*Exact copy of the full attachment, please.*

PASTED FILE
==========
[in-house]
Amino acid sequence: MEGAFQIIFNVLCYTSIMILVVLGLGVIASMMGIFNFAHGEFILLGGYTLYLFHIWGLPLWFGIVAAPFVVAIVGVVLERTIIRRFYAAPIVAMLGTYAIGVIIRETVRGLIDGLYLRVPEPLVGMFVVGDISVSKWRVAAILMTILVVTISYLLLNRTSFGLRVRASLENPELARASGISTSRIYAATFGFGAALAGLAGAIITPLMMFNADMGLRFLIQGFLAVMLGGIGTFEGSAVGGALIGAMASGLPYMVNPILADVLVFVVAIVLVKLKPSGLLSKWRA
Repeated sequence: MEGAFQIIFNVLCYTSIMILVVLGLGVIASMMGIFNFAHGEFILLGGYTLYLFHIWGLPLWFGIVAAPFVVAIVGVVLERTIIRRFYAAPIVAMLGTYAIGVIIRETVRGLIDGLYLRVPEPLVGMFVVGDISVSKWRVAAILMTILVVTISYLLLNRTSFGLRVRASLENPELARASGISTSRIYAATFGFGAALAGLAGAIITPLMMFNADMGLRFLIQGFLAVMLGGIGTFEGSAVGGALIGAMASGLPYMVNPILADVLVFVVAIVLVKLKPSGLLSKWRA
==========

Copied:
[in-house]
Amino acid sequence: MEGAFQIIFNVLCYTSIMILVVLGLGVIASMMGIFNFAHGEFILLGGYTLYLFHIWGLPLWFGIVAAPFVVAIVGVVLERTIIRRFYAAPIVAMLGTYAIGVIIRETVRGLIDGLYLRVPEPLVGMFVVGDISVSKWRVAAILMTILVVTISYLLLNRTSFGLRVRASLENPELARASGISTSRIYAATFGFGAALAGLAGAIITPLMMFNADMGLRFLIQGFLAVMLGGIGTFEGSAVGGALIGAMASGLPYMVNPILADVLVFVVAIVLVKLKPSGLLSKWRA
Repeated sequence: MEGAFQIIFNVLCYTSIMILVVLGLGVIASMMGIFNFAHGEFILLGGYTLYLFHIWGLPLWFGIVAAPFVVAIVGVVLERTIIRRFYAAPIVAMLGTYAIGVIIRETVRGLIDGLYLRVPEPLVGMFVVGDISVSKWRVAAILMTILVVTISYLLLNRTSFGLRVRASLENPELARASGISTSRIYAATFGFGAALAGLAGAIITPLMMFNADMGLRFLIQGFLAVMLGGIGTFEGSAVGGALIGAMASGLPYMVNPILADVLVFVVAIVLVKLKPSGLLSKWRA